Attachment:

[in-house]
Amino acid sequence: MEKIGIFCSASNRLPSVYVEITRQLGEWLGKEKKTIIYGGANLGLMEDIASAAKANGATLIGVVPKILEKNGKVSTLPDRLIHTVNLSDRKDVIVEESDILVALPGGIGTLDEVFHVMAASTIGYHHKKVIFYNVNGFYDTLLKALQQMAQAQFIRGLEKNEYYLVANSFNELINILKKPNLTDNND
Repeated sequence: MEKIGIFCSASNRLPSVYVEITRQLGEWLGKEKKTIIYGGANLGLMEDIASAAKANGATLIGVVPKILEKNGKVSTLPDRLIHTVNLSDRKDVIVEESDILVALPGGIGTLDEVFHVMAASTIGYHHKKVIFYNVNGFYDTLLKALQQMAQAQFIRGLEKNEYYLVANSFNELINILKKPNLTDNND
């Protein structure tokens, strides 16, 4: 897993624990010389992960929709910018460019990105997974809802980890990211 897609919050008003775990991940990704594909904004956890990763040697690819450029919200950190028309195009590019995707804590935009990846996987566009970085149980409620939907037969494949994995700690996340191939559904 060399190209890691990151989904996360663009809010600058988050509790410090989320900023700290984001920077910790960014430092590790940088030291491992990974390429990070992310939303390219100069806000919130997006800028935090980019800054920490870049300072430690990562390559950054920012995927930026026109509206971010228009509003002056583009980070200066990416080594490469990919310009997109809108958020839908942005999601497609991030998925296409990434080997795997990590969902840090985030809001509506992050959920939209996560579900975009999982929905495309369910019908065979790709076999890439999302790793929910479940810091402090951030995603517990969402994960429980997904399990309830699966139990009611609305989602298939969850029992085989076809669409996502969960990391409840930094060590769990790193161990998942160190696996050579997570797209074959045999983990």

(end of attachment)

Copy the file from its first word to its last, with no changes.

[in-house]
Amino acid sequence: MEKIGIFCSASNRLPSVYVEITRQLGEWLGKEKKTIIYGGANLGLMEDIASAAKANGATLIGVVPKILEKNGKVSTLPDRLIHTVNLSDRKDVIVEESDILVALPGGIGTLDEVFHVMAASTIGYHHKKVIFYNVNGFYDTLLKALQQMAQAQFIRGLEKNEYYLVANSFNELINILKKPNLTDNND
Repeated sequence: MEKIGIFCSASNRLPSVYVEITRQLGEWLGKEKKTIIYGGANLGLMEDIASAAKANGATLIGVVPKILEKNGKVSTLPDRLIHTVNLSDRKDVIVEESDILVALPGGIGTLDEVFHVMAASTIGYHHKKVIFYNVNGFYDTLLKALQQMAQAQFIRGLEKNEYYLVANSFNELINILKKPNLTDNND
């Protein structure tokens, strides 16, 4: 897993624990010389992960929709910018460019990105997974809802980890990211 897609919050008003775990991940990704594909904004956890990763040697690819450029919200950190028309195009590019995707804590935009990846996987566009970085149980409620939907037969494949994995700690996340191939559904 060399190209890691990151989904996360663009809010600058988050509790410090989320900023700290984001920077910790960014430092590790940088030291491992990974390429990070992310939303390219100069806000919130997006800028935090980019800054920490870049300072430690990562390559950054920012995927930026026109509206971010228009509003002056583009980070200066990416080594490469990919310009997109809108958020839908942005999601497609991030998925296409990434080997795997990590969902840090985030809001509506992050959920939209996560579900975009999982929905495309369910019908065979790709076999890439999302790793929910479940810091402090951030995603517990969402994960429980997904399990309830699966139990009611609305989602298939969850029992085989076809669409996502969960990391409840930094060590769990790193161990998942160190696996050579997570797209074959045999983990």